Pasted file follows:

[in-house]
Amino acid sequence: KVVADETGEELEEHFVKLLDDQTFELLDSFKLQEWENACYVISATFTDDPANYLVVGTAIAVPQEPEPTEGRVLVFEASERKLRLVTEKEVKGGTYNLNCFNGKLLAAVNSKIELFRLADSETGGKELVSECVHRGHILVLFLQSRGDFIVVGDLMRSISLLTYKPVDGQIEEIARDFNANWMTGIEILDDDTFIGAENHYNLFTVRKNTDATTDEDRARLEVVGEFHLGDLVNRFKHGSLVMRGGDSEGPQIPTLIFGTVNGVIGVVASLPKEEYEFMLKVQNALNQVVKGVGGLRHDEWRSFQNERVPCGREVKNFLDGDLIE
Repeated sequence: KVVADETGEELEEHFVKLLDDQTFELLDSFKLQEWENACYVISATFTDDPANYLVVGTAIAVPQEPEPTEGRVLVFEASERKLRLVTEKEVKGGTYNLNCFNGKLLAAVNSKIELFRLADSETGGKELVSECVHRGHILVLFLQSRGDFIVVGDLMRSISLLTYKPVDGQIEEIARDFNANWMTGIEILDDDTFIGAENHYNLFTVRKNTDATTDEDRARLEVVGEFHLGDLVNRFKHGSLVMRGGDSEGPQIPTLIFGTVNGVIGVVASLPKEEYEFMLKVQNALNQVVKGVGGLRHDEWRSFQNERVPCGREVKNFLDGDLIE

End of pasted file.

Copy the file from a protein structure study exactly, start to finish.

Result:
[in-house]
Amino acid sequence: KVVADETGEELEEHFVKLLDDQTFELLDSFKLQEWENACYVISATFTDDPANYLVVGTAIAVPQEPEPTEGRVLVFEASERKLRLVTEKEVKGGTYNLNCFNGKLLAAVNSKIELFRLADSETGGKELVSECVHRGHILVLFLQSRGDFIVVGDLMRSISLLTYKPVDGQIEEIARDFNANWMTGIEILDDDTFIGAENHYNLFTVRKNTDATTDEDRARLEVVGEFHLGDLVNRFKHGSLVMRGGDSEGPQIPTLIFGTVNGVIGVVASLPKEEYEFMLKVQNALNQVVKGVGGLRHDEWRSFQNERVPCGREVKNFLDGDLIE
Repeated sequence: KVVADETGEELEEHFVKLLDDQTFELLDSFKLQEWENACYVISATFTDDPANYLVVGTAIAVPQEPEPTEGRVLVFEASERKLRLVTEKEVKGGTYNLNCFNGKLLAAVNSKIELFRLADSETGGKELVSECVHRGHILVLFLQSRGDFIVVGDLMRSISLLTYKPVDGQIEEIARDFNANWMTGIEILDDDTFIGAENHYNLFTVRKNTDATTDEDRARLEVVGEFHLGDLVNRFKHGSLVMRGGDSEGPQIPTLIFGTVNGVIGVVASLPKEEYEFMLKVQNALNQVVKGVGGLRHDEWRSFQNERVPCGREVKNFLDGDLIE